Drawing an analogy with a fictional literary character from a detective story, Cardinal Dolan stated:  “I am a fan of Michael Connelly, he's a great crime fiction writer, and one of his characters is Harry Bosch.  He is a detective, a hard boiled detective in LA, and Harry Bosch has the phrase that either everybody counts or nobody counts.  In other words he investigates the murder of a homeless addict as much as he does an LA billionaire.”

Cardinal Dolan also spoke about the slippery slope problem inherent in politically compromising one’s core principles.  Agreeing with Rebecca Kiessling’s premise that rape and incest exceptions are morally wrong, he stated: “Every life counts … if we make an exception for rape and incest, then next year won't they demand an exception for the Down Syndrome babies . . . what about the . . . here again it is the slippery slope.”

Personhood activists are encouraged by recent signs of support by prominent conservative thinkers such as Princeton Law Professor Robert George and National Review contributor Ramesh Ponnuru, and are urging the wider pro-life movement to unite behind 100% pro-life legislation and support bills that do not make exceptions like  H.R. 426.

If you would like to send a message of support to Cardinal Dolan for his courageous stand for all innocent human life and contact your member of congress regarding H.R. 426.

Contact info for Cardinal Dolan: https://www.facebook.com/TimothyCardinalDolan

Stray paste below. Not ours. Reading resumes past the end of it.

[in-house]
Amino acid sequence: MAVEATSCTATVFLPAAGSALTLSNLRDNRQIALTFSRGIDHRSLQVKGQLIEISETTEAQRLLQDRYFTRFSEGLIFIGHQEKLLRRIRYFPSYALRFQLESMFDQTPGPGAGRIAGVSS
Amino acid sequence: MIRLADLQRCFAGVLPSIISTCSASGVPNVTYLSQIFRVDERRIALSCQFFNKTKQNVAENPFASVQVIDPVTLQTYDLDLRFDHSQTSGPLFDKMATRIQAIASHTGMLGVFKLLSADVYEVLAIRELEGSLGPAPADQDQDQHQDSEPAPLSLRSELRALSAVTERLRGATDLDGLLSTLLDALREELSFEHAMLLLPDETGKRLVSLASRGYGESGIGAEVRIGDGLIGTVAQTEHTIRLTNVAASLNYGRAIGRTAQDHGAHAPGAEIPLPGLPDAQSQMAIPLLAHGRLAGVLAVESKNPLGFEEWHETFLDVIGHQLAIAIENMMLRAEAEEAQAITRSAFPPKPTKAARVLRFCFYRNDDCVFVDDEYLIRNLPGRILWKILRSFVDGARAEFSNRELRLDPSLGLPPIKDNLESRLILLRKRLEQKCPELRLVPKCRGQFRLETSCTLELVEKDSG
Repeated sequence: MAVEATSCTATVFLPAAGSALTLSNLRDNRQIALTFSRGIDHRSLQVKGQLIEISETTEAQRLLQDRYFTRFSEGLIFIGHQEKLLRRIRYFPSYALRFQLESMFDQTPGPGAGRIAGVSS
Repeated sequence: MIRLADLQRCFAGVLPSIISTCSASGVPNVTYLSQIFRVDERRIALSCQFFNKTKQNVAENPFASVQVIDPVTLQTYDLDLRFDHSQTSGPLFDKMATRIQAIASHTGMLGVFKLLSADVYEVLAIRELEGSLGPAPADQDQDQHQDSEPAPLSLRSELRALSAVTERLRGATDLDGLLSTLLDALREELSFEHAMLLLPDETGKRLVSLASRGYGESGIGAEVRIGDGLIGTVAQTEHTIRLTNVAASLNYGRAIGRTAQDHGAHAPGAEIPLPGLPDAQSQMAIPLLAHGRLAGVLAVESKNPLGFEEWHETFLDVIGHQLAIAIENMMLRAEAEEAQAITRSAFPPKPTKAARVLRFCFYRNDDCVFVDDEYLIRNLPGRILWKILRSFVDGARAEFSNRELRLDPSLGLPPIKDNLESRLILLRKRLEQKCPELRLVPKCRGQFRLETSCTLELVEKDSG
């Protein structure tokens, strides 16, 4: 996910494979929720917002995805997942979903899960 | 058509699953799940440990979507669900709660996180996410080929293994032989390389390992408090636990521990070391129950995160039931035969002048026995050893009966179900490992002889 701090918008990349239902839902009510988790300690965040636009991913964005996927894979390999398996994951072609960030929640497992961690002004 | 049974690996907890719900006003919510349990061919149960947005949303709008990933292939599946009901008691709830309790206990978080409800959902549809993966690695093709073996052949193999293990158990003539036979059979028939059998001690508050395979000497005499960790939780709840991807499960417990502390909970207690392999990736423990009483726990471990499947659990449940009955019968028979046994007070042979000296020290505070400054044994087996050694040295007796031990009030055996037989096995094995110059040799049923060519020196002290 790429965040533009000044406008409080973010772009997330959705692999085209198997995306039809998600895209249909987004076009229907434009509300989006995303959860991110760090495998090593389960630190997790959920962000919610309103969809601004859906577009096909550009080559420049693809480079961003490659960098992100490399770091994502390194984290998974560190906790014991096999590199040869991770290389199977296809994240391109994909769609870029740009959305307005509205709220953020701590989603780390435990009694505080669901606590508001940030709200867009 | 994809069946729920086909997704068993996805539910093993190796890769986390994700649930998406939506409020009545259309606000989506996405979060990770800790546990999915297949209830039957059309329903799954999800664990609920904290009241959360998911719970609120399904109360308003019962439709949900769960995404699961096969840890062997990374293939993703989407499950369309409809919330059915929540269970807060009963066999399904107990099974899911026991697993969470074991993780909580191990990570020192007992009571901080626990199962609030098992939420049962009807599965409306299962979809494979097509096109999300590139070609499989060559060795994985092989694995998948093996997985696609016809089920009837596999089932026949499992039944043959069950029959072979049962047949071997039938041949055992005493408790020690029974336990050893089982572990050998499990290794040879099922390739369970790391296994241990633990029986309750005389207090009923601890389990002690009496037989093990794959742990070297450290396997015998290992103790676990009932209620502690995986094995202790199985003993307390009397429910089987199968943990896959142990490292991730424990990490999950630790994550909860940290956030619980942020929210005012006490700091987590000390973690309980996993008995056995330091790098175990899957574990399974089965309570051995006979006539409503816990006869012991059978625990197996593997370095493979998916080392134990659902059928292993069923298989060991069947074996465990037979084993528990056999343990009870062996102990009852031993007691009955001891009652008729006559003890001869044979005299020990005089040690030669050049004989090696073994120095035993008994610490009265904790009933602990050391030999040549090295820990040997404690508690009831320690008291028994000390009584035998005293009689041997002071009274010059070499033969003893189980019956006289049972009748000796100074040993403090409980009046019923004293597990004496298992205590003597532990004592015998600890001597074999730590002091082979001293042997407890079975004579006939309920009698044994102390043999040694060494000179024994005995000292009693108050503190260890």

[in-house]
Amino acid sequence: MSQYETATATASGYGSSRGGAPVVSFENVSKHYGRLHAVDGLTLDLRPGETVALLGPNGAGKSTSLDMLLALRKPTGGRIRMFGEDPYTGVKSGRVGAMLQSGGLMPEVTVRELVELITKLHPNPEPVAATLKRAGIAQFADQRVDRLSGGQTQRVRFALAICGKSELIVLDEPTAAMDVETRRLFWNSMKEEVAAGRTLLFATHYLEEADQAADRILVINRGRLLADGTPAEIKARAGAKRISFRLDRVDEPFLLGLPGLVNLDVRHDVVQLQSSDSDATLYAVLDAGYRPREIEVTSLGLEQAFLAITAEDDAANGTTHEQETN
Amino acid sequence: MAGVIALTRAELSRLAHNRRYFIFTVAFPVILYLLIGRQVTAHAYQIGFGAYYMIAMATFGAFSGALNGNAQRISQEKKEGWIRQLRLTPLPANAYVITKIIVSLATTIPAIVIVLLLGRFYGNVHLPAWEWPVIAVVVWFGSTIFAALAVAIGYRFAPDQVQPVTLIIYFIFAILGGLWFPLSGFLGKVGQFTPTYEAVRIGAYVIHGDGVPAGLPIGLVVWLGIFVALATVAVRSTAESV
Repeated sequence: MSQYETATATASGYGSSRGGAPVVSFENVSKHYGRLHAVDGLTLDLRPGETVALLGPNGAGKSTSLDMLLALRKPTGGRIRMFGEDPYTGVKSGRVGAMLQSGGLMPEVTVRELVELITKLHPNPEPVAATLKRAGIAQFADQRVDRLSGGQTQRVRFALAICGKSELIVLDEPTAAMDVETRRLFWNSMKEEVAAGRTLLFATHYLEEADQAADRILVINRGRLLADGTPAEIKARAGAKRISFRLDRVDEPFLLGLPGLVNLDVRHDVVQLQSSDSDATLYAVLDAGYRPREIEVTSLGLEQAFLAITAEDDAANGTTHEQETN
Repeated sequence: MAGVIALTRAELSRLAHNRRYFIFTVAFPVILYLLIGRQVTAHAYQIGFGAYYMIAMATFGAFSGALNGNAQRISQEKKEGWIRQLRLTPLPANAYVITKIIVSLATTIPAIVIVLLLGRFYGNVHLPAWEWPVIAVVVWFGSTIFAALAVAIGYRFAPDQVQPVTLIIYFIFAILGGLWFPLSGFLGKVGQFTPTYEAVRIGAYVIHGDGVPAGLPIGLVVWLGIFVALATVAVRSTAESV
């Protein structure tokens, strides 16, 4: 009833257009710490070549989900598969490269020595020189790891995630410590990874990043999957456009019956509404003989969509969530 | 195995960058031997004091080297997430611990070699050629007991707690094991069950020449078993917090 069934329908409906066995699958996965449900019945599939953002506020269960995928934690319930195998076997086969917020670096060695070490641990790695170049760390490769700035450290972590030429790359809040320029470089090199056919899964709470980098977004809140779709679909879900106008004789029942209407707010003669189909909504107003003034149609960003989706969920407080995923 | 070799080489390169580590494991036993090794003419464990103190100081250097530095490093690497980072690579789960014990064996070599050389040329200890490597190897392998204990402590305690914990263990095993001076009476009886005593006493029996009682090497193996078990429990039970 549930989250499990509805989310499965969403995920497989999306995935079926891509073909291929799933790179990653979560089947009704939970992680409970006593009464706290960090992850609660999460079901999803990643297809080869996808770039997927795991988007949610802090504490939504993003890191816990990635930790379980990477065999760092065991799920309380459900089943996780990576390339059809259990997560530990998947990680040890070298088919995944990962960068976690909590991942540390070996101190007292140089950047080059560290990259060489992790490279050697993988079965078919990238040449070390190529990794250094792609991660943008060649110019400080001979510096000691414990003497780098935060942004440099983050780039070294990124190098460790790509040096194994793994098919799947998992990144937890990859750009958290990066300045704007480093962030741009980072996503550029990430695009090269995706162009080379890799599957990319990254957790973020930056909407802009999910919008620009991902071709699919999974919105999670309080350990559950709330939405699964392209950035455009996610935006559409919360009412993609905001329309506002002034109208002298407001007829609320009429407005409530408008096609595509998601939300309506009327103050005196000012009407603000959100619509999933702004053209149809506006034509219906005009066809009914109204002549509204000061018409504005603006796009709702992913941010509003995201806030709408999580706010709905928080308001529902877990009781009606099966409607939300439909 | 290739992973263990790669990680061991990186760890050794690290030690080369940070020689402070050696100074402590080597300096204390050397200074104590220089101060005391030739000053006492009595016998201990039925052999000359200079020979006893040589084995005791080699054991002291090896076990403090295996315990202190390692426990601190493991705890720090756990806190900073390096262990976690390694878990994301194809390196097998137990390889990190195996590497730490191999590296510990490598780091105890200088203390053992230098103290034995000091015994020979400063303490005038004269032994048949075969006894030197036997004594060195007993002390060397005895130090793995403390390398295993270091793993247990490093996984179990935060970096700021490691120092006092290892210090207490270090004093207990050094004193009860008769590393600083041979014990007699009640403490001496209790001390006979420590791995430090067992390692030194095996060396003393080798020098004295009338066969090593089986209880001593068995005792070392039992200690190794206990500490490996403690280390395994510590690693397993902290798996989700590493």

Congress Contact Info: http://www.house.gov/representatives/find/

Part Two: New Problems Concerning Procreation

by Dr. Linda Powell, Ph.D.

The Catholic position on techniques for assisting fertility is that they are morally permissible if they respect: “the right to life and the physical integrity of every human being;” the unity of the marriage;” and the “specifically human values of sexuality.”

For the purpose of this review, we are going to focus on

  • In vitro fertilization and the deliberate destruction of embryos
  • Freezing embryos
  • The reduction of embryos
  • Pre-implantation diagnosis

In vitro fertilization and the deliberate destruction of embryos

Even in the most technically advanced centers of artificial fertilization, the number of embryos sacrificed is extremely high; above 80%.  First of all, in vitro embryos which have defects are directly discarded.  Some are transferred and some are frozen.  And the technique where many are transferred even when only one child is wanted is a purely utilitarian treatment of the embryos.